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Commentary :: Social Welfare
Cash for Change
16 Sep 2009
President Barack Obama's health care proposals represent another defeat for the American public. While coverage must be expanded, it should not be managed by for-profit insurance companies.
“I happen to be a proponent of a Single-payer universal health care plan. I see no reason why the United States – the wealthiest country in the history of the world – is spending 14% of its Gross National Product on health care and cannot provide basic health insurance to everybody.”

Those are Barack Obama’s words, spoken in 2003.

During a speech to a joint-session of Congress on September 9th, Obama distanced himself from the Single-payer system, referring to it as a "radical shift that would disrupt the health care most people currently have."

Keep in mind that the "health care most people currently have” happens to be terrible. Among industrialized democracies, our system is an embarrassing outlier, even more so because we spend the highest GDP percentage on health. A disruption is precisely what's needed.

I don’t fault Obama simply because he changed his stance. If an idea doesn’t work, it should be refined – or abandoned.

Nor do I fault him for attempting reform that's "politically realistic." While I would prefer a revolution in health care, I know that reform could provide critical relief for millions of struggling Americans.

But I do fault Obama for his seemingly eager capitulations. In 2003, he supported a Single-payer plan. A few months ago, he instead insisted on a Public Option. But now even the Public Option comes draped in a white flag.

Why does the president continually slide-step to the Right? Poll after poll after poll, going back decades, shows that an overwhelming majority of the population believes the health care system needs to be overhauled or fundamentally reshaped. A majority also thinks the government should be responsible for guaranteeing universal health care, with most wanting the government to provide it.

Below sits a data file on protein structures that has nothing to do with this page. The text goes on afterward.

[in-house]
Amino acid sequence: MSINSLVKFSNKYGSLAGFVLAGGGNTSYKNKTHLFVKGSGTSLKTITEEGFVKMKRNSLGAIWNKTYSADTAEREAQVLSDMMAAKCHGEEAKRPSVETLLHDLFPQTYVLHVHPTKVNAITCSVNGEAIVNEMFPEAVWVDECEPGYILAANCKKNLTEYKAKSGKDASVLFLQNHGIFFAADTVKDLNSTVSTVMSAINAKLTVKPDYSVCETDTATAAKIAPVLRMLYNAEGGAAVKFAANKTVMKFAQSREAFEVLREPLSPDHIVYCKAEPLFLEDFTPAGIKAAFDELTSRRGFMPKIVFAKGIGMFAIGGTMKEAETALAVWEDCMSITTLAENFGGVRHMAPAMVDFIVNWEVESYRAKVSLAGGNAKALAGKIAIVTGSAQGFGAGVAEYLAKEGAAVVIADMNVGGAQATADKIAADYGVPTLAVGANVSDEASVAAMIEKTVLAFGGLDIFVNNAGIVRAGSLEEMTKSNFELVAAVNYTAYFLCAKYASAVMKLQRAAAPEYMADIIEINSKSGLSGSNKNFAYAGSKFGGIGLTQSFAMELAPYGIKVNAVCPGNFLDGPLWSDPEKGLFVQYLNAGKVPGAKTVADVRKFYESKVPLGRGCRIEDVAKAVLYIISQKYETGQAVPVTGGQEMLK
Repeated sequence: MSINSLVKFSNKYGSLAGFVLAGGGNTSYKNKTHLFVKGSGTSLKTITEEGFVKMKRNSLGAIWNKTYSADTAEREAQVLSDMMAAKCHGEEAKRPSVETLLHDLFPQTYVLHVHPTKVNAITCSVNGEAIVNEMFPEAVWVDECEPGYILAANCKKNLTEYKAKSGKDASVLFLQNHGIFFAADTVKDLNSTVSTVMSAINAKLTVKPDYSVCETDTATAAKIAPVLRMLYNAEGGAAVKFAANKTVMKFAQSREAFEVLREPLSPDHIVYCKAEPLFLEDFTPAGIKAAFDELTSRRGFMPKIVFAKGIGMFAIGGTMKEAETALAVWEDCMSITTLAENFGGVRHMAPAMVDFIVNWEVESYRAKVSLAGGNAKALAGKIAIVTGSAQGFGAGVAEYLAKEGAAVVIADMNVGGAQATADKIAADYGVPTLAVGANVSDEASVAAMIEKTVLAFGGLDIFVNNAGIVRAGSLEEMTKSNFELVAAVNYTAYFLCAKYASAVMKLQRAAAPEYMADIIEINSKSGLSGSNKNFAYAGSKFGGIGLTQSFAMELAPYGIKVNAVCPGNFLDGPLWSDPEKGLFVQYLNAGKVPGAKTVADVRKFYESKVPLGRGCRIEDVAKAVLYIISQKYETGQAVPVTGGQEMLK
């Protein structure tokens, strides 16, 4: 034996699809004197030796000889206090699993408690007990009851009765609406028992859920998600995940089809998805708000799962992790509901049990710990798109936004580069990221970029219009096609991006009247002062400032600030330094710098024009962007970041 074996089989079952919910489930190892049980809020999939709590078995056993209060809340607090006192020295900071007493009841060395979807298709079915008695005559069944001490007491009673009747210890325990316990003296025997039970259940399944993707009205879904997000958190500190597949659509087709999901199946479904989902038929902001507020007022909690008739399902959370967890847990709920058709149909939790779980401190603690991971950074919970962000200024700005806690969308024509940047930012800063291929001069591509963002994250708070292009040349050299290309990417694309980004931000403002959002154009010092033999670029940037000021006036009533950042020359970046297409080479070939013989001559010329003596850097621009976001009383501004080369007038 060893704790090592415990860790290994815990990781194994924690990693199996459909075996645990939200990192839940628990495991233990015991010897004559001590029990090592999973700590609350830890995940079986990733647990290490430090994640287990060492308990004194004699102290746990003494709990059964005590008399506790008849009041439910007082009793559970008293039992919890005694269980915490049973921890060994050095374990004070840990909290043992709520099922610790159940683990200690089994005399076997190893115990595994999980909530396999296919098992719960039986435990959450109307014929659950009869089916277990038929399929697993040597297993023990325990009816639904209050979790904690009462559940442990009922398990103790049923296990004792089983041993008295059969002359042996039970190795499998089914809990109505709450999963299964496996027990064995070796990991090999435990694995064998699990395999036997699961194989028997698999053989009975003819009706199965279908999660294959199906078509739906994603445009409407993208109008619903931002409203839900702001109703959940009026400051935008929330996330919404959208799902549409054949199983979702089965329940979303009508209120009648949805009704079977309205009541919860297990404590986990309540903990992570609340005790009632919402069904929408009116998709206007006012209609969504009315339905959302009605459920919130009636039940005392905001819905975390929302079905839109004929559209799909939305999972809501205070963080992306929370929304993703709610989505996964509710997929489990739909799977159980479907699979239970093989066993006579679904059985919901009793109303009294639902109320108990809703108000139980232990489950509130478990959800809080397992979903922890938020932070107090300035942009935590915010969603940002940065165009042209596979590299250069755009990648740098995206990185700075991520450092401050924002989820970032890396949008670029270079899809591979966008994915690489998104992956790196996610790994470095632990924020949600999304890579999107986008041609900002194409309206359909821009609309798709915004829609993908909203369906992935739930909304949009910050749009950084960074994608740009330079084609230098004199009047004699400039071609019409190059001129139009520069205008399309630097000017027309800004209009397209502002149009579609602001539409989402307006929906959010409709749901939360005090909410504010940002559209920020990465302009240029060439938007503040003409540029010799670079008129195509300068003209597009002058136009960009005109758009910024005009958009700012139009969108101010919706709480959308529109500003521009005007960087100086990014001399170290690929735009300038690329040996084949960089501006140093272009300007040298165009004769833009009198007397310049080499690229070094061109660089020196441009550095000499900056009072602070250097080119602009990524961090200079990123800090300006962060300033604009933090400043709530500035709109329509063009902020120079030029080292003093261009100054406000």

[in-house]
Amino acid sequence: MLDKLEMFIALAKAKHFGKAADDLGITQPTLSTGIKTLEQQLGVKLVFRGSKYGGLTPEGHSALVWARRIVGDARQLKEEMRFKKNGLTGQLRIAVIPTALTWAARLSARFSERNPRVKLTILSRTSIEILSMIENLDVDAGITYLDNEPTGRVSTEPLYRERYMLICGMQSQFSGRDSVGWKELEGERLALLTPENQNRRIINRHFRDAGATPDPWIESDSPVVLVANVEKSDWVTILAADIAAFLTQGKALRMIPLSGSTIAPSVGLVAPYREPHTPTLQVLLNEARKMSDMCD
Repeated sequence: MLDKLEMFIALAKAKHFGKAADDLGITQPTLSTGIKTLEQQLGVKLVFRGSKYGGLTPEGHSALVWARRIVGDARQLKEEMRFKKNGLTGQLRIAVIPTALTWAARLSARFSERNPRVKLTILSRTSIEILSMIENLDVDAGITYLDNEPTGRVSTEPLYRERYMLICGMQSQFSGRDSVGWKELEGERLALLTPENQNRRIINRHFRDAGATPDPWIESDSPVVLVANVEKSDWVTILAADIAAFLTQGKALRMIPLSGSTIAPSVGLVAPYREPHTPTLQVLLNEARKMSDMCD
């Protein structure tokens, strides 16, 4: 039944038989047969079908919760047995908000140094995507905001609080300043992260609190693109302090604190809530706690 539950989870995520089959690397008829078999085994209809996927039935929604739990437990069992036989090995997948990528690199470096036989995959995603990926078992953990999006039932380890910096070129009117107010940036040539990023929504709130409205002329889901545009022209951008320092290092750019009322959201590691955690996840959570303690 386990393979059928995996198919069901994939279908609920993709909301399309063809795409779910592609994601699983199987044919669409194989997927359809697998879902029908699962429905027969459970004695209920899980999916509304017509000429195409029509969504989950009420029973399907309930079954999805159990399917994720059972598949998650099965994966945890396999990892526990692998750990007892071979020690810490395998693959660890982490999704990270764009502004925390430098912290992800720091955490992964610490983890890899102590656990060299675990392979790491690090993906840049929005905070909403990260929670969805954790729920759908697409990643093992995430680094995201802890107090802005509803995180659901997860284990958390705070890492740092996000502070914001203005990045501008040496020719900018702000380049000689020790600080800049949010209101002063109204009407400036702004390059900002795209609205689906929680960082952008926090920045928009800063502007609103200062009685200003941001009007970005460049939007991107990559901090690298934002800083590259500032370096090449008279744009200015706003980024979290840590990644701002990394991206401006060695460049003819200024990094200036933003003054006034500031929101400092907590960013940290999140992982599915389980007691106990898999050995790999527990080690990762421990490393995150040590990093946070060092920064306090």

Yet, despite the backing of the public, and despite the fact his party controls the White House, the Senate and the House, Obama proposed a convoluted hodgepodge of concessions - all of which do little to address the system's inherent deficiency: It's for-profit structure. The plan would attempt to expand coverage through insurance companies, which would have the opportunity to "compete for millions of new customers."

Some liberals, weary from decades of political defeat, praise Obama for offering these scraps of reform, and I join them in being pleased that a more humane system could soon be realized. But we’re deluding ourselves if we think this plan doesn't represent another defeat.

The real winners are sitting in offices at major health insurance companies like Aetna, UnitedHealth Group and Wellpoint. The stock prices for all three went up the day after Obama’s speech, and they have been making impressive gains in the last three months as Single-payer and the Public Option have faded from the agenda.

These companies know they won't be punished for years of reaping exploitative profits from the sick and the dying. Rather, they'll likely see a wave of new profits as health coverage is expanded under their management. Somehow that's praised as pragmatic reform, instead of being criticized as more evidence of the population's insignificance in domestic policy.

If we allow these companies to continue running health care, we'll inevitably find that they value our lives only to the extent that we pay them.

This work is in the public domain
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